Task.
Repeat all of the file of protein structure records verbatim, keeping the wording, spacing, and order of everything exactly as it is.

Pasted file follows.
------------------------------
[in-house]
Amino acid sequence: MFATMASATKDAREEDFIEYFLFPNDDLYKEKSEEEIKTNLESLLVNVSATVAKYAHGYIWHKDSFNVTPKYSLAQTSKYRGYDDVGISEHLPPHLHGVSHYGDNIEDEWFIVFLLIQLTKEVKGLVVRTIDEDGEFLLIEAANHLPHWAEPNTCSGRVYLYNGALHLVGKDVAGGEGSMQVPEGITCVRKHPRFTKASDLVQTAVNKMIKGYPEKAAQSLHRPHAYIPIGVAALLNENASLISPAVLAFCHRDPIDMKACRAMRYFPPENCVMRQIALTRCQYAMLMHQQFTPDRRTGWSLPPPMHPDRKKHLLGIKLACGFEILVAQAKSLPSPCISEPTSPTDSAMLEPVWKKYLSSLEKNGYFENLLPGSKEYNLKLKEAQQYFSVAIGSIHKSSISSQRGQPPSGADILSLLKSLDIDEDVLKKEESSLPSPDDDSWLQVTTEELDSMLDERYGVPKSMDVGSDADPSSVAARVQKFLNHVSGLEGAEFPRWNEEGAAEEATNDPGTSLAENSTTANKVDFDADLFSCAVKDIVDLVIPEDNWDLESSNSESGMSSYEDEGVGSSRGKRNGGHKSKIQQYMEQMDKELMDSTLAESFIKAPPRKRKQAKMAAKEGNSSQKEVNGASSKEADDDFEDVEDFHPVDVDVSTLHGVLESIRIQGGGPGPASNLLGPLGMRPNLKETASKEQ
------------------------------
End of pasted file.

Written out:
[in-house]
Amino acid sequence: MFATMASATKDAREEDFIEYFLFPNDDLYKEKSEEEIKTNLESLLVNVSATVAKYAHGYIWHKDSFNVTPKYSLAQTSKYRGYDDVGISEHLPPHLHGVSHYGDNIEDEWFIVFLLIQLTKEVKGLVVRTIDEDGEFLLIEAANHLPHWAEPNTCSGRVYLYNGALHLVGKDVAGGEGSMQVPEGITCVRKHPRFTKASDLVQTAVNKMIKGYPEKAAQSLHRPHAYIPIGVAALLNENASLISPAVLAFCHRDPIDMKACRAMRYFPPENCVMRQIALTRCQYAMLMHQQFTPDRRTGWSLPPPMHPDRKKHLLGIKLACGFEILVAQAKSLPSPCISEPTSPTDSAMLEPVWKKYLSSLEKNGYFENLLPGSKEYNLKLKEAQQYFSVAIGSIHKSSISSQRGQPPSGADILSLLKSLDIDEDVLKKEESSLPSPDDDSWLQVTTEELDSMLDERYGVPKSMDVGSDADPSSVAARVQKFLNHVSGLEGAEFPRWNEEGAAEEATNDPGTSLAENSTTANKVDFDADLFSCAVKDIVDLVIPEDNWDLESSNSESGMSSYEDEGVGSSRGKRNGGHKSKIQQYMEQMDKELMDSTLAESFIKAPPRKRKQAKMAAKEGNSSQKEVNGASSKEADDDFEDVEDFHPVDVDVSTLHGVLESIRIQGGGPGPASNLLGPLGMRPNLKETASKEQ